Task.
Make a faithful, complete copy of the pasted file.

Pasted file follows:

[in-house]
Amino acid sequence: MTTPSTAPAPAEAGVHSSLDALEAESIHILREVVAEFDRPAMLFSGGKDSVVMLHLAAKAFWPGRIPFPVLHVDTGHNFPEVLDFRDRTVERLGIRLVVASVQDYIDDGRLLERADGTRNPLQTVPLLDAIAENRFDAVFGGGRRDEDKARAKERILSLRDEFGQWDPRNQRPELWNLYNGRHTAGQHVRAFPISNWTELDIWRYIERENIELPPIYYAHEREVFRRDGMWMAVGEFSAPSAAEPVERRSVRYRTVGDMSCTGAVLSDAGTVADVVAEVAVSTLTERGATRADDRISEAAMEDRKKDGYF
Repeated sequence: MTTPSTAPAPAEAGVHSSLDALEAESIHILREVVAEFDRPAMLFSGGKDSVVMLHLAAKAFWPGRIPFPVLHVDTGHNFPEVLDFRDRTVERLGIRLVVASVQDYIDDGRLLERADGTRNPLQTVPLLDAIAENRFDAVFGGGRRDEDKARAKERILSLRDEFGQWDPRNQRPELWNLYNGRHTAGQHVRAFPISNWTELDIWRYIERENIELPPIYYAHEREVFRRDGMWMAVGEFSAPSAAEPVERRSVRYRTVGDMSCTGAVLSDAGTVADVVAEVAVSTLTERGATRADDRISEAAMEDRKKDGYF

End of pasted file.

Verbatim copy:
[in-house]
Amino acid sequence: MTTPSTAPAPAEAGVHSSLDALEAESIHILREVVAEFDRPAMLFSGGKDSVVMLHLAAKAFWPGRIPFPVLHVDTGHNFPEVLDFRDRTVERLGIRLVVASVQDYIDDGRLLERADGTRNPLQTVPLLDAIAENRFDAVFGGGRRDEDKARAKERILSLRDEFGQWDPRNQRPELWNLYNGRHTAGQHVRAFPISNWTELDIWRYIERENIELPPIYYAHEREVFRRDGMWMAVGEFSAPSAAEPVERRSVRYRTVGDMSCTGAVLSDAGTVADVVAEVAVSTLTERGATRADDRISEAAMEDRKKDGYF
Repeated sequence: MTTPSTAPAPAEAGVHSSLDALEAESIHILREVVAEFDRPAMLFSGGKDSVVMLHLAAKAFWPGRIPFPVLHVDTGHNFPEVLDFRDRTVERLGIRLVVASVQDYIDDGRLLERADGTRNPLQTVPLLDAIAENRFDAVFGGGRRDEDKARAKERILSLRDEFGQWDPRNQRPELWNLYNGRHTAGQHVRAFPISNWTELDIWRYIERENIELPPIYYAHEREVFRRDGMWMAVGEFSAPSAAEPVERRSVRYRTVGDMSCTGAVLSDAGTVADVVAEVAVSTLTERGATRADDRISEAAMEDRKKDGYF